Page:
Toshiba

Standard & Poor’s has downgraded Toshiba’s credit ratings again, warning that the troubled conglomerate could miss debt payment deadlines as losses at its U.S. nuclear unit worsen.

S&P said Friday it had lowered Toshiba’s long-term credit rating by two notches to CCC-, pushing it further into junk status after previous downgrades in December and January. The rating on senior unsecured debt dropped three notches to CCC-.

“The downgrade this time reflects our view that absent unanticipated, significantly favorable changes in the issuer’s circumstances, there is a growing likelihood that Toshiba will become unable to fulfill its financial obligations in a timely manner or will undertake a debt restructuring we classify as distressed in the next six months,” the rating agency said in a news release.

Since December, Toshiba has been restructuring its businesses to plug its impaired shareholders’ equity and stabilize its finances. It said last month it might sell a controlling stake in the U.S. nuclear power business, Westinghouse Electric.

Massive losses at Westinghouse caused by cost overruns at U.S. power projects have forced Toshiba to take a $6.3 billion writedown.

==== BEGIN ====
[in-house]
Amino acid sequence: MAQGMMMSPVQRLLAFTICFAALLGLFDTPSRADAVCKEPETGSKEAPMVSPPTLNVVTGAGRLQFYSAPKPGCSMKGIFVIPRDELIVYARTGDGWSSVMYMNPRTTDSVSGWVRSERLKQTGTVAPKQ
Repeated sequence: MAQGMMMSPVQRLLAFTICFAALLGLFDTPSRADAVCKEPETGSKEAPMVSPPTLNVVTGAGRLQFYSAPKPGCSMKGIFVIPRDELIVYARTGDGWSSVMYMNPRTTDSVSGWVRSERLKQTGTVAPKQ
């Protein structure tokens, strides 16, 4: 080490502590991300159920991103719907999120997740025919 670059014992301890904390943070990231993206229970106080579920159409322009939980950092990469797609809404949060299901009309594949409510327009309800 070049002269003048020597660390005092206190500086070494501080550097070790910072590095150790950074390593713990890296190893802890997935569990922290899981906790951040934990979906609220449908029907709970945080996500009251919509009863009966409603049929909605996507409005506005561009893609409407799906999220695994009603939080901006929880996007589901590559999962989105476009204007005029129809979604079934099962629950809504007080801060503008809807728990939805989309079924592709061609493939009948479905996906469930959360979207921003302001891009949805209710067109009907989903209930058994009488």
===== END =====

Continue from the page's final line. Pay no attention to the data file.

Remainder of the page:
But S&P said the specifics of any sale “are unclear and we do not rule out the possibility that Westinghouse might file for Chapter 11 bankruptcy under U.S. law. As the parent company, Toshiba is a guarantor for Westinghouse’s external debt and, therefore, we see a growing likelihood that the risk of contingent liabilities will materialize in the future.”

Toshiba’s has also struggled recently with the decline of its consumer business and an accounting scandal tied to about $1.2 billion in overstated operating profits.

Before S&P announced the latest, Toshiba’s beleaguered shares closed 3.5% higher on Friday on reports that the Japanese government is considering using state money to support the spinoff of Toshiba’s memory chip business.

The stock is in danger of being delisted by both the Tokyo and Nagoya exchanges unless Toshiba improves its internal controls. The company has still not published its fourth-quarter results, which were originally due in mid-February.

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